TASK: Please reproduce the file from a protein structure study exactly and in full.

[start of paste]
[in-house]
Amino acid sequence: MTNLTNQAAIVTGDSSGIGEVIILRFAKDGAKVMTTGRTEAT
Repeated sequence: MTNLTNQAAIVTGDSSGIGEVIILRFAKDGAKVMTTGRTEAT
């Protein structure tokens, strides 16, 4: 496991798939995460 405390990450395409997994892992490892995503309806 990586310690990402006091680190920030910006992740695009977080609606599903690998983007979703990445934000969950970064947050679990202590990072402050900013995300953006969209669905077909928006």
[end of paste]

[in-house]
Amino acid sequence: MTNLTNQAAIVTGDSSGIGEVIILRFAKDGAKVMTTGRTEAT
Repeated sequence: MTNLTNQAAIVTGDSSGIGEVIILRFAKDGAKVMTTGRTEAT
């Protein structure tokens, strides 16, 4: 496991798939995460 405390990450395409997994892992490892995503309806 990586310690990402006091680190920030910006992740695009977080609606599903690998983007979703990445934000969950970064947050679990202590990072402050900013995300953006969209669905077909928006």